Director: Phil Lord and Christopher Miller
Cast: Jonah Hill, Channing Tatum, Ice Cube, Amber Stevens, Jillian Bell
After a series of tepid bromances and worse sequels to such films, comes 22 Jump Street that did what was hitherto considered impossible: a skilful followup to a hugely popular bro flick. I honestly went into this film hoping that the talent of Jonah Hill and to some extent Channing Tatum would make a palatable film that wouldn’t force the franchise to see a Hangover kind of fate.
The story picks up from the 2012 prequel 21 Jump Street where Morton Schmidt (Tatum) and Greg Jenko (Hill) on an undercover mission, join high school to unearth a drug cartel. In the latest offering, the duo join college after tracking down keywords through communication spying to find the supplier of a drug called WhyPhy. In the process of the investigation, Schmidt and Jenko drift into different friends’ circles, largely owing to their need to align with similar minded pals. Despite moving in different directions, with distractions in the form of female attention and jock-bonding for Hill and Tatum respectively, they follow through with the case in a manner similar to the prequel. Mistaken deducing of crooks, friendship fallouts, good guys revealed as quite the shady ones and even a finale chase pretty much sums put whatever is there of the plot. But what Phil Lord and Christopher Miller do is make the film entirely about the bromance. Yes there are women in their lives — Jillian Bell as Mercedes is charming in her deadpan-ish role — but the focus never waivers from Hill and Tatum. In fact, the filmmakers have gone as far as giving Tatum an arc with his soul-searching phase. Even that doesn’t come across as contrived and Tatum does an excellent job of being the hunk ruled by his heart more than his mind.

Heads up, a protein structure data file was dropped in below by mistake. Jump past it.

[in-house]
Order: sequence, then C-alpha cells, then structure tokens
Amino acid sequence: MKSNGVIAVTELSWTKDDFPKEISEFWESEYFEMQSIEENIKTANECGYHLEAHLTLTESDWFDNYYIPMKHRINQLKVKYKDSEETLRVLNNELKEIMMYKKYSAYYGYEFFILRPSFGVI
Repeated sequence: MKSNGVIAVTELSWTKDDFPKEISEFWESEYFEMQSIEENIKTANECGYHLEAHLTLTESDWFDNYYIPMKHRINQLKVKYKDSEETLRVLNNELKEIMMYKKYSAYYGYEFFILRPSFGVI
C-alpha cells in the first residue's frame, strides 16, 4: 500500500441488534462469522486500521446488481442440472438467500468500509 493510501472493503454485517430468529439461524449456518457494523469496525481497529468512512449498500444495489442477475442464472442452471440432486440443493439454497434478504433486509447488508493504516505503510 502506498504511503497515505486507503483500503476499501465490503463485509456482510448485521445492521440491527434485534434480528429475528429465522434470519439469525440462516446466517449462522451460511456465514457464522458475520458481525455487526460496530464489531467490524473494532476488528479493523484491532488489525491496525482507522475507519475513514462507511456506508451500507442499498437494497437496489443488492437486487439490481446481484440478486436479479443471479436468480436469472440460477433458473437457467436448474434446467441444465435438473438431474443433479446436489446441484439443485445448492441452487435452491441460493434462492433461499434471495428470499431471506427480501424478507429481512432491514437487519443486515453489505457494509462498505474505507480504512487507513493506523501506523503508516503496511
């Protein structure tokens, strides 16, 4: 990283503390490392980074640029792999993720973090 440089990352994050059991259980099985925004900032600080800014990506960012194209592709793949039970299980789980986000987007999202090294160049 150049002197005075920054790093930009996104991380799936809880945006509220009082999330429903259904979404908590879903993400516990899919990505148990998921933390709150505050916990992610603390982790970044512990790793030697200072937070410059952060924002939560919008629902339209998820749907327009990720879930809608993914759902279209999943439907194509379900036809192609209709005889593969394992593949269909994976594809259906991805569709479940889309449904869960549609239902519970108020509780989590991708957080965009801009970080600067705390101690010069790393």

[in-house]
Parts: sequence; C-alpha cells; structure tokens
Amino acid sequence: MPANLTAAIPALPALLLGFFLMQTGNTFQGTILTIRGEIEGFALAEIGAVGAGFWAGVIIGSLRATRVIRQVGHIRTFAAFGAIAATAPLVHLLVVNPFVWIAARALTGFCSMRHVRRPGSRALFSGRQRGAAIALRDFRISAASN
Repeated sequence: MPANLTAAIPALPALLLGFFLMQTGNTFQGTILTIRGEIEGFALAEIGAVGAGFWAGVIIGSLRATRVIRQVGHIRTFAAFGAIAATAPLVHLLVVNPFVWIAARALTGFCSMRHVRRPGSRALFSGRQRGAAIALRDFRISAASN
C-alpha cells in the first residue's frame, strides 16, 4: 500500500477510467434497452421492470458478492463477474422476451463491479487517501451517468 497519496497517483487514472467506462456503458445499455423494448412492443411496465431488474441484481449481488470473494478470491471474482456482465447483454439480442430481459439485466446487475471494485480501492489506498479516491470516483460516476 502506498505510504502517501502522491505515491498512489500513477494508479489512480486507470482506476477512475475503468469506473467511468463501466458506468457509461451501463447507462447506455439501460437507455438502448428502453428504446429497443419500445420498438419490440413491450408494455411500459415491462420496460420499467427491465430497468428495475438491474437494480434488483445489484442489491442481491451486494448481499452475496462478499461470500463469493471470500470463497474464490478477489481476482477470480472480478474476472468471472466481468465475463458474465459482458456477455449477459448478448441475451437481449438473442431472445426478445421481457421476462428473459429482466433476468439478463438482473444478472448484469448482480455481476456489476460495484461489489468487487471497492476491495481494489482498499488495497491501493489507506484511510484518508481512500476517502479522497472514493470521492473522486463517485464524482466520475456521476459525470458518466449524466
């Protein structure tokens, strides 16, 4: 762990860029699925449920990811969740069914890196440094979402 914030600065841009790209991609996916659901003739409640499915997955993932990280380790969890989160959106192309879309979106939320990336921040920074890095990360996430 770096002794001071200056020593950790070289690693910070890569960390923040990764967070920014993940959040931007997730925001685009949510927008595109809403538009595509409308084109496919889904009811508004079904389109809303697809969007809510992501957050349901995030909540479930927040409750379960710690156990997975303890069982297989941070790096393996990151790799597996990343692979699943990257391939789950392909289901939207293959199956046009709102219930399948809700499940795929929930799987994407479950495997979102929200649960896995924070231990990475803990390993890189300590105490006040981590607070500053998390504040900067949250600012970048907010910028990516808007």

Among the women, Amber Stevens is average, though to be fair to her she barely has much to do. Ice Cube reprises his role as the potty-mouthed Capt. Dickson who helms the assignment. Peter Stormare plays Ghost and frankly should’ve got a little more meat since he is the principal villain in the film. But perhaps one can excuse Lord and Miller for reducing Ghost’s screen time after watching the entire film until the end credits. Special mention must be made about Wyatt Russell (who played Zook) and Jimmy Tatro (who played Rooster) for playing the quintessential jocks to the hilt. Forgive them for driving the wedge in the bromance because plot aside, they have put out impressive performances.
The beauty of the film lies in its lines. The plot is same ol’ same ol’ but the lines are updated, contemporary and show that the makers have made the effort to keep in touch with frat houses of today. That said, the writers take goofy humour to another level and it makes one feel a part of the fun one imagines the makers had while filming it. Unapologetic, unabashed fun that occasionally straddles with crass lines, the lead actors put together a kind of bond that seems like it’s stemming from genuine bromance.
With moments like Jenko sincerely asking his partner “Did you know I used gay slurs in high school? I didn’t even know I was a homophone”, the film offers quick wit and clumsy demeanour in equal measure.
One of its greatest plus points lies is the fact that 22 Jump Street makes no attempt to go out of character as a sequel and sticks to a formula that worked superbly for the first part. It doesn’t take the success of the prequel all that seriously and puts the characters and the writing for that matter, right where they were in 21 Jump Street. The prequel itself was a satirical tribute to the 80s TV series of the same name and the latest one spares no opportunity to poke fun of all things contemporary. Even if it means cocking a snook at the Michael Bay kind of mindless films. Oh, the irony, you say? Not quite.
Watch this film for the honesty with which a mindless buddy flick is made and hopefully one would realise that it takes a lot of intelligence to play dumb.
Watch the trailer here: